Updated Thursday, Nov. 9:
The UW Board of Regents approved a plan at its monthly meeting Thursday that would merge the systems two-year schools with its four-year campuses. The Regents approved the proposal on a voice vote -- with Tony Evers and Janice Mueller dissenting.
The proposal, crafted by UW System president Ray Cross, will impact the UW Colleges, four-year institutions and the UW-Extension -- but not Wisconsin's Technical College System, which is a separate entity.
Original post: October 11, 2017
Leaders in the University of Wisconsin system have new ideas about how to increase enrollment at state schools. UW System president Ray Cross is expected to publicly reveal a “restructuring” plan on Thursday.
But a few details have come to light ahead of time -- including a proposal to merge each of the system’s two-year schools with their nearest four-year campus.
The plan is to integrate the 13 UW Colleges -- the system’s two-year schools, focused on associate degree programs – into their nearest four-year institution (of which there are also 13). According to reports, the plan would not call for closing any of those campuses.
In the greater Milwaukee area, that means UW-Waukesha and UW-Washington County would be integrated into UW-Milwaukee, effective July 2018.
The idea is just a proposal at this point -- it would need approval from the UW Board of Regents before taking effect.
Because details haven’t been shared fully, it’s not clear where some costs would be cut. A big question yet to be answered: if the move might mean combining programs or administrative staff.
In a letter to the UW-Milwaukee campus community, UW President Cross said the goal of this “restructuring” is to increase college access and raise graduation rates.
The UW System has been hit pretty hard in the last few years by declining enrollments, and Cross says demographic trends don’t indicate that changing anytime soon – unless the system takes action. It appears these mergers are that attempt to reverse the trend, as well as earn the system back millions of dollars it has missed out on in revenue from tuition and other fees.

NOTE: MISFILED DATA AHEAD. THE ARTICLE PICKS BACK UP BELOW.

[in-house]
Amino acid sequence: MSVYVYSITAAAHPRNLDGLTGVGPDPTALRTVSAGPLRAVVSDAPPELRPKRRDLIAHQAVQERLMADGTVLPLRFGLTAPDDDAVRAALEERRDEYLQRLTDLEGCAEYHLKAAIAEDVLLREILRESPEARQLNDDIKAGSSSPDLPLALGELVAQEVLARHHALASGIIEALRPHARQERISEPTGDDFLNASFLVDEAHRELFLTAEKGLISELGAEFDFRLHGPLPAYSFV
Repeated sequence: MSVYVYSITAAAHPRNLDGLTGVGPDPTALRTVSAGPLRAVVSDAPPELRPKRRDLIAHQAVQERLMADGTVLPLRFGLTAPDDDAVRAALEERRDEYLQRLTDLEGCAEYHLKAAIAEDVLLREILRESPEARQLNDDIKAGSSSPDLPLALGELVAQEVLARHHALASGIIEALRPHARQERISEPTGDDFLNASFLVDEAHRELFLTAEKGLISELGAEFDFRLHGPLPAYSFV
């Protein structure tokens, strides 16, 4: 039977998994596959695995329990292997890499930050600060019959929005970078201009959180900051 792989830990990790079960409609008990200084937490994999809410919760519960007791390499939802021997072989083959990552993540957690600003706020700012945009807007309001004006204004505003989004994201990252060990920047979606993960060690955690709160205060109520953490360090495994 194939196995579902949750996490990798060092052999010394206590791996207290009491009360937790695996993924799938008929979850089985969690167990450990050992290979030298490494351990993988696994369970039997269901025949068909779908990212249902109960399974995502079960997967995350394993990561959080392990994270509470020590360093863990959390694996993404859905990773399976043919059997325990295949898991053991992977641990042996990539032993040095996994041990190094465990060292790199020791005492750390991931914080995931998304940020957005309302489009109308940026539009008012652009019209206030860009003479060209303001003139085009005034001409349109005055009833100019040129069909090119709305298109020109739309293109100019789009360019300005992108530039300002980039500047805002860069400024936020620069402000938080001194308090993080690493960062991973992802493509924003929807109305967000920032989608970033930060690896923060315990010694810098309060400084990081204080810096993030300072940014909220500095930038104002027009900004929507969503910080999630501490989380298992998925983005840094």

Cross also addressed the rising cost burden on students. Some cite the price tag as a reason why they choose not to attend a four-year school like those in the UW System.
Cross says that by integrating campuses, the system will be able to share talent and resources across schools – which he says will help “streamline” the path from a two-year degree to a four-year degree. That way, he says, students can save money by spending their first two years at a UW College – which charges about half the tuition of a four-year campus -- and then, if they want to, transfer to a four-year campus to finish their degree.
There wasn’t a groundswell of reaction from staff or students on Wednesday, as news of the plan first trickled out.
We remain committed to our students, faculty, staff, and the state of Wisconsin & to ensuring a smooth transition. https://t.co/XeWiR6O2y9
— UW Colleges / UW-Ext (@UWC_UWEX) October 11, 2017
But UW System leaders are encouraging folks to share their thoughts. They say they’re aware change can create uncertainty – and as the plan continues to develop, they want input from the campus communities. Individuals can already submit feedback on the UW System website.